First couple of hundred ran fine.  I had new Starline brass and Lee die set.  I was shooting them out of a Marlin 1894.  Then I got a pair of Taylor's Smoke Wagons revolvers in 44WCF.  That's when the problems started showing up.  The chambers were tighter and the reloads that I fired in the Marlin and reloaded,  would not reliably chamber in the Smoke Wagons.   I had to cut 1/16" off the bottom of the sizing die so it would push the shoulder back enough.    All was well.  Then we bought a second pair of Taylor's Smoke Wagons in 44WCF that were used and older manufacturer date of 2013.  The chambers and throats were even tighter than the first pair.  I had been using 430 diameter bullets in everything until this point. I bought a 427 diameter Lee bullet sizing die and sized down the inventory of bullets I had. The new pair of Taylor's Smoke Wagons will worn with the 427 bullets.   We now have 3 rifles and 4 revolvers in 44WCF. Working up a load for one ain't so bad. But working up a load that will work for 7 different guns has been a rough row to hoe.
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Lefty Dude
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« Reply #2 on: January 09, 2018, 02:22:45 pm »

Welcome Y'all to the wonderful world of the non conforming 44WCF, where every Manufacture has their own specification for the cartridge reamers.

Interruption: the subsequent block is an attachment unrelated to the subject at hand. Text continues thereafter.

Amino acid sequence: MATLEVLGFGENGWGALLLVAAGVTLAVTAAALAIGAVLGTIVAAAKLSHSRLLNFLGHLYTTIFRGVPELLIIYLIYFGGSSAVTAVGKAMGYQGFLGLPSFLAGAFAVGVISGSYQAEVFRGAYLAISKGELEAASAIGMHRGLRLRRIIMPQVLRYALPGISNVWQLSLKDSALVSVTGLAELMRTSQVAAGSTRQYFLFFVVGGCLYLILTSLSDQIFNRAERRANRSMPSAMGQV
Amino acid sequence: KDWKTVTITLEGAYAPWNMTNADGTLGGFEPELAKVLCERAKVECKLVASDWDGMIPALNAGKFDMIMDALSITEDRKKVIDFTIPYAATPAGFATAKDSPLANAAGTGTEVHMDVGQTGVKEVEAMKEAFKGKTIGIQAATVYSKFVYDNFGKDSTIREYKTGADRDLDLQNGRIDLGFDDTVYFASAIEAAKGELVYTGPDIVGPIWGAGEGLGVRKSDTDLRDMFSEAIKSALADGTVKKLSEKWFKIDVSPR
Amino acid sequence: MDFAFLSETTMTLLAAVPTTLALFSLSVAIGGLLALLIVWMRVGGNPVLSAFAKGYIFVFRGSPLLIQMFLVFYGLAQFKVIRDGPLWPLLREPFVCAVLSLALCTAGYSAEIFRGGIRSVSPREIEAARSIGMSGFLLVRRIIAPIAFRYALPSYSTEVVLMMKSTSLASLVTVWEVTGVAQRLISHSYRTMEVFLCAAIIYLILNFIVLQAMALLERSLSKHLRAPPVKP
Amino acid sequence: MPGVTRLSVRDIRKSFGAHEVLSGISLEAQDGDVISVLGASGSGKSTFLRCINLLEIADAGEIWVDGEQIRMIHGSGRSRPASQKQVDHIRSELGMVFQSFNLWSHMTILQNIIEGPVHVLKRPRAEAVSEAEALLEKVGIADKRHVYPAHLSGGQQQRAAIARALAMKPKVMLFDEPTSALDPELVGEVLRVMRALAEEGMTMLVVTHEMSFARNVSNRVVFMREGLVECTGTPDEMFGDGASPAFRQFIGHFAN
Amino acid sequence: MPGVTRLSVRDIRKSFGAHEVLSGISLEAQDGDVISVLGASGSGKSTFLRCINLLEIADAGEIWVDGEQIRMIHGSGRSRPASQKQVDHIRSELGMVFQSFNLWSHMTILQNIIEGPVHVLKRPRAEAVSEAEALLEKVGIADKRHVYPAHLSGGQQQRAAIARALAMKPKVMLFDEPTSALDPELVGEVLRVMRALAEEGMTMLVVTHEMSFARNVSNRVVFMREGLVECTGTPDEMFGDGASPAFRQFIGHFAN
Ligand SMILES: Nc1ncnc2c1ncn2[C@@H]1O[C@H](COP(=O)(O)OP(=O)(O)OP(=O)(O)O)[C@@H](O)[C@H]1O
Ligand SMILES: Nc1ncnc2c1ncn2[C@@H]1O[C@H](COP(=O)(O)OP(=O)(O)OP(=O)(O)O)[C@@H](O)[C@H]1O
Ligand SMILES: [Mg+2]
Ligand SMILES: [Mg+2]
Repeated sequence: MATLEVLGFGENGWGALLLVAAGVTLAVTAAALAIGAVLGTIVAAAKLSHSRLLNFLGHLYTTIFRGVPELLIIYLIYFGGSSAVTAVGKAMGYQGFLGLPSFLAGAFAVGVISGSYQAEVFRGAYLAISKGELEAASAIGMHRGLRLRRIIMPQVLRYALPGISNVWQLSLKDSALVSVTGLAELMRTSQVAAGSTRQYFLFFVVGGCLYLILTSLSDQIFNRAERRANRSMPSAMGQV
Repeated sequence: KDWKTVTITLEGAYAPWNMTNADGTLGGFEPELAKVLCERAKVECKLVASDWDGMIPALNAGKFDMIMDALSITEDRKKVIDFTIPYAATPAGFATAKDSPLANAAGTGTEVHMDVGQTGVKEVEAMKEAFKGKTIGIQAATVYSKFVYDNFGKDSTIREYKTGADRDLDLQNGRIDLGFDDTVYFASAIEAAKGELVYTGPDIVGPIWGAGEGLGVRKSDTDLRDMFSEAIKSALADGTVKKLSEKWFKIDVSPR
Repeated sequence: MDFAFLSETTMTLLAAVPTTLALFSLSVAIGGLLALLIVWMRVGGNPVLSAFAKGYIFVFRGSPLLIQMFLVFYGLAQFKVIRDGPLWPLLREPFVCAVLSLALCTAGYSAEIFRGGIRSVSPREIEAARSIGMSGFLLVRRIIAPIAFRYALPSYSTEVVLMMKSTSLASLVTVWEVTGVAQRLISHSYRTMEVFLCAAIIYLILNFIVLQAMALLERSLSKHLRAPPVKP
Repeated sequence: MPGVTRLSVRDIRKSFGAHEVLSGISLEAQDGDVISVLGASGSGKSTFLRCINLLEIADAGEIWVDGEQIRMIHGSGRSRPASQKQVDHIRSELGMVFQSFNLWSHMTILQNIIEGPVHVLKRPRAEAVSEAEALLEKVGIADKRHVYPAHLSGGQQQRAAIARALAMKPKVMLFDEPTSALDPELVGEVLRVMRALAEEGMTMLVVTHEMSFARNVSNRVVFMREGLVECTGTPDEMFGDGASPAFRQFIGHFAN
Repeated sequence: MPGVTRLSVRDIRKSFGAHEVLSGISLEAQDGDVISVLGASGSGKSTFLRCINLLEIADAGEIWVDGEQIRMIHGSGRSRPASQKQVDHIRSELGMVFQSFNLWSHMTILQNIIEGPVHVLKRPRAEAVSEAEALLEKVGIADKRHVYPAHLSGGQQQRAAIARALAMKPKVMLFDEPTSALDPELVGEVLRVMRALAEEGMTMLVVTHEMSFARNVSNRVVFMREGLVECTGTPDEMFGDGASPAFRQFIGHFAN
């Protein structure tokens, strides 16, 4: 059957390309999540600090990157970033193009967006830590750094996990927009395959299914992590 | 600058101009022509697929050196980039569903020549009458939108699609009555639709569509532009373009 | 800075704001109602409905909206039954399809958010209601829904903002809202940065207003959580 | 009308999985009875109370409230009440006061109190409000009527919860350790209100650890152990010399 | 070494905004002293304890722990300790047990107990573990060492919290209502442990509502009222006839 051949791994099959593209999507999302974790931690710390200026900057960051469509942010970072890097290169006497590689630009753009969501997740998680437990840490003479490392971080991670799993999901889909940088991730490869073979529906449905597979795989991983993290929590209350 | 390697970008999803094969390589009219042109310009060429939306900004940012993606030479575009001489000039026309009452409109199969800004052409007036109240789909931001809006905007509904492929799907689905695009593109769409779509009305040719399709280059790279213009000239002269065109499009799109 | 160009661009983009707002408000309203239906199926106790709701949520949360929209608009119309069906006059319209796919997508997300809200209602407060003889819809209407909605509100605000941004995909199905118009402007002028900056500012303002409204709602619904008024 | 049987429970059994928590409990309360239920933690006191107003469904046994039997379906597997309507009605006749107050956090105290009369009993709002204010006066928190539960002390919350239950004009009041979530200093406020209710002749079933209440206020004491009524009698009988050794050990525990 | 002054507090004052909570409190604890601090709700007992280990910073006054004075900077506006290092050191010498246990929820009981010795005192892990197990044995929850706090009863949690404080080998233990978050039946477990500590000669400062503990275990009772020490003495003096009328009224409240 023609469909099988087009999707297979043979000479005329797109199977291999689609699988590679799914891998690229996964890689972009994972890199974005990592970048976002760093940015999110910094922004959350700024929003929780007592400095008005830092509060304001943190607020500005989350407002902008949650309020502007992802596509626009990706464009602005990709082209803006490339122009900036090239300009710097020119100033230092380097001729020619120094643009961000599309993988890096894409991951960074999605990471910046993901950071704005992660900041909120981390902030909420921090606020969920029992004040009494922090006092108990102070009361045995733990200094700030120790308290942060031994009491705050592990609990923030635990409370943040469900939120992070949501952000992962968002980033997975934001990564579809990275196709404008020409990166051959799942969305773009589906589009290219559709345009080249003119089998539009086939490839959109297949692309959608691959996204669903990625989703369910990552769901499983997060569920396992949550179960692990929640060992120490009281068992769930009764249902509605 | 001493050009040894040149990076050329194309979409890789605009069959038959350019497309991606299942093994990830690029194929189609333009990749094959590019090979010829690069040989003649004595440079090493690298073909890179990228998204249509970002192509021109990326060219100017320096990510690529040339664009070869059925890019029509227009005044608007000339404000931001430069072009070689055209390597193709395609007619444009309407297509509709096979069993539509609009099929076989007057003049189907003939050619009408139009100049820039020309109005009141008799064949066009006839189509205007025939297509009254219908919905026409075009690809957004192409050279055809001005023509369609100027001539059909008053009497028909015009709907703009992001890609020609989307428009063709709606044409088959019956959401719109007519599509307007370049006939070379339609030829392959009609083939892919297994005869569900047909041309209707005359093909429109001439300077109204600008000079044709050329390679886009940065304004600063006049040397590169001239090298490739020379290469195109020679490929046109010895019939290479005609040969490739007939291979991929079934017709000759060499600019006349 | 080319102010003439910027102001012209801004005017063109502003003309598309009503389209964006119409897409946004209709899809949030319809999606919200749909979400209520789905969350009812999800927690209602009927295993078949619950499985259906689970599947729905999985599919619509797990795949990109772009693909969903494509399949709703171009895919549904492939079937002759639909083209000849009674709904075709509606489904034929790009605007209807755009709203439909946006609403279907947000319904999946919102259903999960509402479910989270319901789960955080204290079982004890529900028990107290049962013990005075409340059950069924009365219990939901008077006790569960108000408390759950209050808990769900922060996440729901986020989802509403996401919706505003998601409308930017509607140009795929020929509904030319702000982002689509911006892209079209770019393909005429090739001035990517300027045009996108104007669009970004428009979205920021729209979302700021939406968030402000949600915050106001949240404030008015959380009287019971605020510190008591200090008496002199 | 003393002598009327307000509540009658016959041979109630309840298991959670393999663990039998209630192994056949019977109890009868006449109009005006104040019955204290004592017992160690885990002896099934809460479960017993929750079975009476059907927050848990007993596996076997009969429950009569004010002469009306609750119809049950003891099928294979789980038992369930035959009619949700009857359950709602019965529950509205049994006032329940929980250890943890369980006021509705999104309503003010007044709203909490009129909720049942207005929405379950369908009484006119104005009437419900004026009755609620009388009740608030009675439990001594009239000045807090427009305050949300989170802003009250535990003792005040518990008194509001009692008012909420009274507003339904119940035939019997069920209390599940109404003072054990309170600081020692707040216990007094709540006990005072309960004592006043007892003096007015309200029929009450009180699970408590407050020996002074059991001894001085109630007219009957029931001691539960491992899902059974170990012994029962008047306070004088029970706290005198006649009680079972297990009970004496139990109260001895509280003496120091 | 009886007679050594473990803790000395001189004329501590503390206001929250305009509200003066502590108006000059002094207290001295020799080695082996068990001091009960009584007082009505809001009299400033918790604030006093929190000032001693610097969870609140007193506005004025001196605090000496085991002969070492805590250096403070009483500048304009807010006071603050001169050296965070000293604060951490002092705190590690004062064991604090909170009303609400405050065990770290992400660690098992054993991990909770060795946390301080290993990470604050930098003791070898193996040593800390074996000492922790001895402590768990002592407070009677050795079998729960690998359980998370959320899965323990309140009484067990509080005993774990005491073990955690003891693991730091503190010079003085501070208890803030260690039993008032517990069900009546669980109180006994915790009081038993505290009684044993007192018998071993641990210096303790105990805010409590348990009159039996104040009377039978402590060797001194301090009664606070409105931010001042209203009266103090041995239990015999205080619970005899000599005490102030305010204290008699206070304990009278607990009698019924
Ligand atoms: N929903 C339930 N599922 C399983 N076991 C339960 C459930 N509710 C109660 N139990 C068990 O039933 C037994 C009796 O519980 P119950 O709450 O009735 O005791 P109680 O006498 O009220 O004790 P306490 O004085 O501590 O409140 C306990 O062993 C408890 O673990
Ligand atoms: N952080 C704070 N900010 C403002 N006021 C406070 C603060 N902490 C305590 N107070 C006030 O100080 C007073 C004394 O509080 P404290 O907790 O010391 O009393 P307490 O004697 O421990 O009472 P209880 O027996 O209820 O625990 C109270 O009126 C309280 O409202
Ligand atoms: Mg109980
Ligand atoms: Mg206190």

I too have used many types of die combinations for the Great Cartridge.
I have an old RCBS two die set. The sizer die, sizes to .425".
The Lyman 44-40 "M" die will be your best Friend. Expands to: .427" and bells a very nice case mouth. This holds the bullet, .429"-.430" for a tight roll crimp.
The Best 44WCF dies set, is the RCBS Cowboy dies. Designed for lead bullet reloading. Lee dies are for jacketed use, and tend to be tight for lead bullets.
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Sir Charles deMouton-Black
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« Reply #3 on: January 09, 2018, 04:49:28 pm »

All I have are LEE dies and a LEE factory crimp die with the collet action. I did swap out the neck sizing die for one from a .44Mag set. I use it as an M die and load .428 cast bullets.

The LEE dies worked in my OMVaqueros after I had some ground off the base of the sizer.